Dr Andrew Rochford is one of Australia’s most popular media personalities and medical health experts. An authoritative voice on current health practices, especially preventative health, digital health innovation, mental health. Andrew speaks to Gman about Safer Internet Day 2021 – ‘Start the chat about online safety’ and What is active ingredient prescribing. Supported by millions of people in over 170 countries, Safer Internet Day's aim is to “start the chat about online safety”. All Australians are encouraged to help improve online safety at work, at home and within their communities and make every day a Safer Internet Day.
Active ingredient prescribing requires doctors to include active ingredient names on Pharmaceutical Benefits Scheme (PBS) and Repatriation PBS (RPBS) prescriptions. This will help consumers understand the medicines they are taking. From 1 February 2021, prescriptions will include the active ingredients in medicines and may also include the brand names. Active Ingredient Prescribing is part of an ongoing program of measures to support medicines safety, convenience and price - with previous initiatives including the Pharmacist Shared Medicines List and electronic prescriptions.
What is an active ingredient? Active ingredients are the ingredients in medicines that have an effect in the body. Examples include paracetamol, ibuprofen and insulin. The benefits to patients of active ingredient prescribing include: - a better understanding of the active ingredients in their medicines - assisting conversations about generic alternatives - decreasing out-of-pocket expenses with generic and biosimilar medicines - reducing the risk of patients taking multiple doses of medicines. If needed, your GP can prescribe a specific brand. If not, the pharmacist will offer you a choice and the best priced option. Talk to your GP or pharmacist if you want to know more.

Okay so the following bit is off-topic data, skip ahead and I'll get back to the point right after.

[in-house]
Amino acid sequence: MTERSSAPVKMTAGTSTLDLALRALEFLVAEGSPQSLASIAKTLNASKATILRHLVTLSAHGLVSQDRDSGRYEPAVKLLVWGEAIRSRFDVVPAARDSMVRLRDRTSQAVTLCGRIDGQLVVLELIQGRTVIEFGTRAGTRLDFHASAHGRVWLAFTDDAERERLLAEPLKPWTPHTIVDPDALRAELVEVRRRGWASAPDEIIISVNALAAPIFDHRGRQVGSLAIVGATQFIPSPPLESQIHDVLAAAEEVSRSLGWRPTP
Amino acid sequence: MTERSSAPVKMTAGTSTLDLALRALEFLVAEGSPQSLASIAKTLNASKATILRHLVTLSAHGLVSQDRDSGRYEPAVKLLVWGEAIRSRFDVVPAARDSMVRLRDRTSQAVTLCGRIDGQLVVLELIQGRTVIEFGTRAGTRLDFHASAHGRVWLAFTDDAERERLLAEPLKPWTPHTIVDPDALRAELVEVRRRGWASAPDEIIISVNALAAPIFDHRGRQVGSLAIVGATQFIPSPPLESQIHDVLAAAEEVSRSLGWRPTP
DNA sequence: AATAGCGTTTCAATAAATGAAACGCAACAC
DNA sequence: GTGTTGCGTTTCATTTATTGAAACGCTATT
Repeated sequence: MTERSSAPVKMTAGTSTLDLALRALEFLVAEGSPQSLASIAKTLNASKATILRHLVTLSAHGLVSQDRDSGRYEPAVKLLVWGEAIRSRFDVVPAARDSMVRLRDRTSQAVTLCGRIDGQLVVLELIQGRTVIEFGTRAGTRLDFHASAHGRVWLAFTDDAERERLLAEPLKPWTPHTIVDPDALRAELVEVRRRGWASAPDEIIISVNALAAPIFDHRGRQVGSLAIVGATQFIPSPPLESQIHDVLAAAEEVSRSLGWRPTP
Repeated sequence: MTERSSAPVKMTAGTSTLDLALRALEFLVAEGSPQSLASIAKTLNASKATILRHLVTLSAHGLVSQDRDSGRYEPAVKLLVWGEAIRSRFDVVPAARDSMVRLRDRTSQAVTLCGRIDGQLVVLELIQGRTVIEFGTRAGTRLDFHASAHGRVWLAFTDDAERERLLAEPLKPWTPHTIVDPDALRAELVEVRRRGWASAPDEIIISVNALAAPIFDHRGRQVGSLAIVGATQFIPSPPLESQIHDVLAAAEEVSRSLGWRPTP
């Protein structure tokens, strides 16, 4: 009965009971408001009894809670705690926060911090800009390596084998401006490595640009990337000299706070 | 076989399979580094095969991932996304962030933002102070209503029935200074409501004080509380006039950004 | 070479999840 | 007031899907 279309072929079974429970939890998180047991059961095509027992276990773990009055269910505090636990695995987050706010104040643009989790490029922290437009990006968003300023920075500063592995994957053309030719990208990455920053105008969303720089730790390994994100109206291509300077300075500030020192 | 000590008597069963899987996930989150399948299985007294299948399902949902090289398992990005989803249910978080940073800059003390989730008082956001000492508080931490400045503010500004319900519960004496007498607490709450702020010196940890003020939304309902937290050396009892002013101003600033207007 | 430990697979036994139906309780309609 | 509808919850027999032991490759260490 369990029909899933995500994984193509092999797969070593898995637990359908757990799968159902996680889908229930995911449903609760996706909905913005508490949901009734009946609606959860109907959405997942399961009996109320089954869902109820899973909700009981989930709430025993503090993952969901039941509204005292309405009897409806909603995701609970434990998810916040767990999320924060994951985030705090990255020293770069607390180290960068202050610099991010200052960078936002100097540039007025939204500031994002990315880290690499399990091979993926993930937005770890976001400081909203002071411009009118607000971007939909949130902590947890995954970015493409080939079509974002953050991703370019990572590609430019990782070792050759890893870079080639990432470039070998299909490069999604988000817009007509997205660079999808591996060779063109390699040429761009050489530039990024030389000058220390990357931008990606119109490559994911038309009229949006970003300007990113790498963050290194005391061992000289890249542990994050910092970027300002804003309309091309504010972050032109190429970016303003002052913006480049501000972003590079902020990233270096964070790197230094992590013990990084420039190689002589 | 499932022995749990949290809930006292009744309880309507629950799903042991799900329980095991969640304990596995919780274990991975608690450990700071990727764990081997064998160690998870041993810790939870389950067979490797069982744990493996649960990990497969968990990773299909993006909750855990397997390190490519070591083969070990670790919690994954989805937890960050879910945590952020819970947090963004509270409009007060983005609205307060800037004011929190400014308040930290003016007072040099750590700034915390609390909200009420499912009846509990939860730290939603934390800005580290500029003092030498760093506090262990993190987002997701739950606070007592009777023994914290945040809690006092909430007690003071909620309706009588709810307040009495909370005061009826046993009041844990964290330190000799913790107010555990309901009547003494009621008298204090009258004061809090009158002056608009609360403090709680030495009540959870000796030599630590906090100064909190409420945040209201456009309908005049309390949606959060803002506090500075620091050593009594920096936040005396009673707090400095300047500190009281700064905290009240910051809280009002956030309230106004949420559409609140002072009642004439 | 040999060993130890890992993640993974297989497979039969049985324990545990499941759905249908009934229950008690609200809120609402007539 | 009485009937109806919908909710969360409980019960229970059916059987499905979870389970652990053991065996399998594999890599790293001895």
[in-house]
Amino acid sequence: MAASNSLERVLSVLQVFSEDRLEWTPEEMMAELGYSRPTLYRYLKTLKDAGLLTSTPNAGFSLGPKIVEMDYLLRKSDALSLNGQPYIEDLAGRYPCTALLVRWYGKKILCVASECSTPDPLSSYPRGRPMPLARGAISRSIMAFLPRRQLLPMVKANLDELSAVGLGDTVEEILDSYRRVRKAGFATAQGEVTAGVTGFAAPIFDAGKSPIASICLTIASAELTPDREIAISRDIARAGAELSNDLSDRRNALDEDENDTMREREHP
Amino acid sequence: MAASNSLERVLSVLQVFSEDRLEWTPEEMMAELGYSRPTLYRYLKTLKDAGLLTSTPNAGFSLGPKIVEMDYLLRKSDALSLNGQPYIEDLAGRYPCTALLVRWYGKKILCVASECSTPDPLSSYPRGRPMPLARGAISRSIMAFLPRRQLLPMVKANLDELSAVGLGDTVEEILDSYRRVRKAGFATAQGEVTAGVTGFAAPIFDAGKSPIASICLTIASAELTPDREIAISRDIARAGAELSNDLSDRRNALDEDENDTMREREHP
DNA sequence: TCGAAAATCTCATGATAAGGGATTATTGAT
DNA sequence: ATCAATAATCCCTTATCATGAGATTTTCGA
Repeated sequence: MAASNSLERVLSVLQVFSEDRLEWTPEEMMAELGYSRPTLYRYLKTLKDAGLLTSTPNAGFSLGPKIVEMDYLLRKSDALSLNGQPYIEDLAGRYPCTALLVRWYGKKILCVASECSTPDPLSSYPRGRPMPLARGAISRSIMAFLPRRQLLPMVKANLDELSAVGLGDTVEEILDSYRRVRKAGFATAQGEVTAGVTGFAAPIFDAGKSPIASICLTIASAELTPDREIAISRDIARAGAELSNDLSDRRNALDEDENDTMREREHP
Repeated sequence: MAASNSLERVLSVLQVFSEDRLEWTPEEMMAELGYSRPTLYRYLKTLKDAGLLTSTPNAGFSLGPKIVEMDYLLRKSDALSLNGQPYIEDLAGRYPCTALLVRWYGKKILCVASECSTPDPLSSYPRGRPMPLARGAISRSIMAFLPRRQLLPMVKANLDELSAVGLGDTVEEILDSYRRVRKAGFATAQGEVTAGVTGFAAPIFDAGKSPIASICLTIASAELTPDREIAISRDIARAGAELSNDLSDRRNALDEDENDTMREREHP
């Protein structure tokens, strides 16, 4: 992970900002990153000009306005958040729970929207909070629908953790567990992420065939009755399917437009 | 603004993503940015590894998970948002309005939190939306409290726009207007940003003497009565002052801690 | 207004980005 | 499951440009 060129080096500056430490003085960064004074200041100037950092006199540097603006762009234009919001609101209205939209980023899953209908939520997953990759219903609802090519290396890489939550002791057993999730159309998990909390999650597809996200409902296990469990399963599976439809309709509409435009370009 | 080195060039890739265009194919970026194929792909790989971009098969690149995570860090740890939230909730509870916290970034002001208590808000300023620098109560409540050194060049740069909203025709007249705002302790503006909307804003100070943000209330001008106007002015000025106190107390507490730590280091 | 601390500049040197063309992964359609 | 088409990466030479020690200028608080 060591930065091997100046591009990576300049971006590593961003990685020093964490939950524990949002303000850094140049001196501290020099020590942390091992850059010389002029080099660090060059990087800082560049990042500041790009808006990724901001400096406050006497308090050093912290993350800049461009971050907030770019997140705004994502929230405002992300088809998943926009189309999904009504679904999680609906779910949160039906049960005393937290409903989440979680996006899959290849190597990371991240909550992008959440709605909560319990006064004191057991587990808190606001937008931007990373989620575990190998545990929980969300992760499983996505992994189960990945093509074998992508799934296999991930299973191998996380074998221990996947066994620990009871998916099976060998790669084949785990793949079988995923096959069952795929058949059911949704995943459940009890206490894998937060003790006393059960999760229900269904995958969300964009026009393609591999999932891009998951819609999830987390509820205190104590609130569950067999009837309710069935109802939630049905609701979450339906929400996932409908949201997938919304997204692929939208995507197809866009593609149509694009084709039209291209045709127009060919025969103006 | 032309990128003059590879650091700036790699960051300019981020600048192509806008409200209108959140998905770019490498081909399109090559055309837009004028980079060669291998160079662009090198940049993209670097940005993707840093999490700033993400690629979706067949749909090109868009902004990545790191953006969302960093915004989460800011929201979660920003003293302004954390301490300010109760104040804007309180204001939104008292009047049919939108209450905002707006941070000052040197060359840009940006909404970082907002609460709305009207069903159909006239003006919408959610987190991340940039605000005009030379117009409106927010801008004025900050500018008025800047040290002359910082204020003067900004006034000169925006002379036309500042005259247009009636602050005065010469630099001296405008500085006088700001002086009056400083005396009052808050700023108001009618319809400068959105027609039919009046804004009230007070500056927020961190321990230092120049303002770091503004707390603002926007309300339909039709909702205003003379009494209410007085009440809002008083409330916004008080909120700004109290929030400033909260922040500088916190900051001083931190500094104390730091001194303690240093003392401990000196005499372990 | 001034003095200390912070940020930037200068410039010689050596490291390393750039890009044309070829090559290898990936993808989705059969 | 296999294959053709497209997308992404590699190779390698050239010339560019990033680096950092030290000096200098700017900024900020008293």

Can my doctor and I still choose specific brands? Yes, doctors can still include a brand name on the prescription if they believe it is clinically necessary. Consumers will still be able to choose the brand they want when they get their medicines from their pharmacy.
Are generic medicines safe? Yes. The Therapeutic Goods Administration carefully assess each generic medicine before it can be sold in Australia. Tests ensure it is safe and has the same effect as the original brand.
Are there any exceptions to the new rules? The Department of Health has changed legislation to require the inclusion of active ingredients on all PBS and RPBS prescriptions, except for: • Handwritten prescriptions; • • Paper based medication charts in the residential aged care sector; • • Medicinal items with four or more active ingredients; and • • Other items excluded for safety or practicality reasons. The new legislative requirements for PBS prescriptions are mandatory from 1 February 2021. From this date, all eligible PBS and RPBS prescriptions will need to include the active ingredient, followed by brand if the prescriber believes it is clinically necessary. Consumers will start to notice active ingredient information on their PBS and RPBS prescriptions over the coming months. Andrew’s television roles have included appearances on Channel’s Nine’s The Block, National Health Editor of Channel Seven’s News and panelist on The Project (Channel 10). As co-host of Channel 10’s primetime quiz show, Pointless, he has appeared on screens five nights a week.